Below is an AI-generated transcript and therefore it may contain errors.
Francisco Mahfuz 0:00
Hi everyone, Francisco here. Just before we get started, I wanted to share something I'm really excited about. I recently launched the story powers bootcamp, a course that teaches you everything you need to know about how to find craft and tell stories that work. But it's not just an online course, because you get personalised feedback from me for all the practical activities in three hours of life coaching to work through any challenges, or focus on specific projects. So it's like if you bought a cookbook, but the chef came along with it. So go to story powers.com and click on Course, all the information you need will be there. So please check it out. And if you love the show, and would like to support us, you can go to buy me a coffee.com forward slash story powers. I drink about five coffees a day, so any support would be much appreciated. All right on with the show.
Welcome to the story powers podcast, the show about the power of stories, the people who tell them and why you should be doing it too. I'm your host, keynote speaker and storytelling coach Francisco first. My guest today is my first Choudry. A first is an award winning brand manager at Candy Box marketing, ranked as one of Canada's fastest growing companies for the last three years in a row. Over the past 12 years. He's delivered hundreds of keynote presentations, and published his latest book, Project reinvention, the social timeline of a millennial. But first also loves the Toronto Raptors. He hates people who are fashionably late, he might be the only storyteller in the world. Who knows how to pronounce my surname. Ladies and gentlemen, but first Choudry. First,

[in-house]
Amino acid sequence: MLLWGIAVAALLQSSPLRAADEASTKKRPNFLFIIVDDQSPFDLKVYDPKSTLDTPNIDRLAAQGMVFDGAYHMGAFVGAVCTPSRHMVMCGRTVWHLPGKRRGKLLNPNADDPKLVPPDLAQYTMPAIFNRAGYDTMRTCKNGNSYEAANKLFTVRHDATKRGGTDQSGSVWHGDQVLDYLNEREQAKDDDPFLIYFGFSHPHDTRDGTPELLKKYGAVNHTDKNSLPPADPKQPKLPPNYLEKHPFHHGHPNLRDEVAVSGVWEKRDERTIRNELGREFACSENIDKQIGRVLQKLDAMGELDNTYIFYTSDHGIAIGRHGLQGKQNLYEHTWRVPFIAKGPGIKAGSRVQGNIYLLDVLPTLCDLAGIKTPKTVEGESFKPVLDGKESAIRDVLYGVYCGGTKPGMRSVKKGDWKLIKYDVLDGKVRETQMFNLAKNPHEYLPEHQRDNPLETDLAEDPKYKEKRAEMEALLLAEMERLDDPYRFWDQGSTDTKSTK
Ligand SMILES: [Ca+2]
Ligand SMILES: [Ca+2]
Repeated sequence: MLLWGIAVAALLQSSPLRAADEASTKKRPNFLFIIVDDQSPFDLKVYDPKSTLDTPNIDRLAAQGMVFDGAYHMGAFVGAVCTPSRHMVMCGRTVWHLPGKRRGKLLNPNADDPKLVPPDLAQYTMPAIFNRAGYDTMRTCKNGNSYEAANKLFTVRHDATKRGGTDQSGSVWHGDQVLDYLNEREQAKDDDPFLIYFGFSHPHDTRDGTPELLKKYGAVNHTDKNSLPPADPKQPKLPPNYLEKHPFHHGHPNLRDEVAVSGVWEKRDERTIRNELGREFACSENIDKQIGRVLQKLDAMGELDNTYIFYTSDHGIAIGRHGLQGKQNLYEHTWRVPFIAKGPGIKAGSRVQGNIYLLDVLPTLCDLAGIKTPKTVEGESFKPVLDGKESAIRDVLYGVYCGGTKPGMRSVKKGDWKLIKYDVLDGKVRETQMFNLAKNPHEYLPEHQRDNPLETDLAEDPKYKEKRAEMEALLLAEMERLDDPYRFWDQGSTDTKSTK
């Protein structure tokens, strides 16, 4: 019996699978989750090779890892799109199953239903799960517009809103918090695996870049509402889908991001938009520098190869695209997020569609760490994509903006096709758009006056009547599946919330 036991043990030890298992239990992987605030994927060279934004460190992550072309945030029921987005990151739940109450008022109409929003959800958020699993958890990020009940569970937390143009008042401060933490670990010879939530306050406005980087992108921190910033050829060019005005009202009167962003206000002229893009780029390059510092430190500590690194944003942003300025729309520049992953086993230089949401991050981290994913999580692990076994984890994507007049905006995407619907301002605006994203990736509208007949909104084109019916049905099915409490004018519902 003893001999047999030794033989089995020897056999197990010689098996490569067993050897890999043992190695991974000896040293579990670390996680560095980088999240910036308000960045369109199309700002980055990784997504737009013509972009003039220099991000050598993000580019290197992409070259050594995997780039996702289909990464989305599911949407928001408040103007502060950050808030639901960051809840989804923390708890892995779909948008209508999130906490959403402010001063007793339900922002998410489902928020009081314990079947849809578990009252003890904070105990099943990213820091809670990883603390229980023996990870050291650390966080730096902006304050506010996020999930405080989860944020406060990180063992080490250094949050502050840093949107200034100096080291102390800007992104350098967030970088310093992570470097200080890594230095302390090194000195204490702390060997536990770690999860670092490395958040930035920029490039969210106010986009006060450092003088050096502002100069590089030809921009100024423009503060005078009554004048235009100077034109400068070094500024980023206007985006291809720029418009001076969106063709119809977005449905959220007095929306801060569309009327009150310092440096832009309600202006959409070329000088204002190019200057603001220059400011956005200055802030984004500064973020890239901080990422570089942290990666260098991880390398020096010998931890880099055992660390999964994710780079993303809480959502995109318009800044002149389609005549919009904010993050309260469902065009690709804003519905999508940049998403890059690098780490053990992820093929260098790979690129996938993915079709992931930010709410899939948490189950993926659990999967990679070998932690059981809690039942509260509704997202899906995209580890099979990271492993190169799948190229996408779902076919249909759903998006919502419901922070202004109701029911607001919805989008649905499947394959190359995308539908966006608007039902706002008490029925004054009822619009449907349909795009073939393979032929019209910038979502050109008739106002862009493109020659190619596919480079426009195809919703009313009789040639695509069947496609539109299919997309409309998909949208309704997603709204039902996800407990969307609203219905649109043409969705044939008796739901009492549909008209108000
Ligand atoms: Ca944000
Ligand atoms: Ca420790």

Mahfuz Chowdhury 1:43
welcome to the show that says it's an absolute honour being on this show. And I think that this is long overdue my friend, we we have the exact same name with the exact same spelling. We're both in the world of speaking, podcasting and an author and our brands almost look exactly alike. I think. I think the universe was trying to get us together for a long time. But it finally happened, my friend and I'm absolutely honoured. Thank you so much for having me on the show.
Francisco Mahfuz 2:08
I think it's worth mentioning to people who might be finding this slightly strange. It is it is true. He his first name is my last name. And I think this might be actually how we met each other, wasn't it? I think there was a there was a podcasting event. And then someone said, oh, you know, this is some great events today. And then listed on the I'm not sure if there's the speakers or the someone who had commented on one of the posts. There was my first and I thought I didn't comment on any post to have i I looked into it and found out that that was you. And I think that's how we we actually get to talk to you unless I'm completely misremembering this.
Mahfuz Chowdhury 2:51
No, no, you you know that it's from all the origin stories I've ever shared of how I met people that was definitely the strangest but it was meant to be man. And it immediately launched me into curiosity mode. I looked into a lot of the stuff that you do trying to figure out who's this other foods guy trying to take up the space in the world of podcasting. And I have to tell you, Francisco in terms of like, listening to intros of a podcast show you might my friend have the best set of introductions I've ever seen on a podcast show what went from me researching a full episode. It went into immediately me bingeing just all your intros, like I'd never even got through one episode because I was so interested in how you introduce your guests. It's so fun you you really come through in terms of storytelling and your personality. I love it. Well,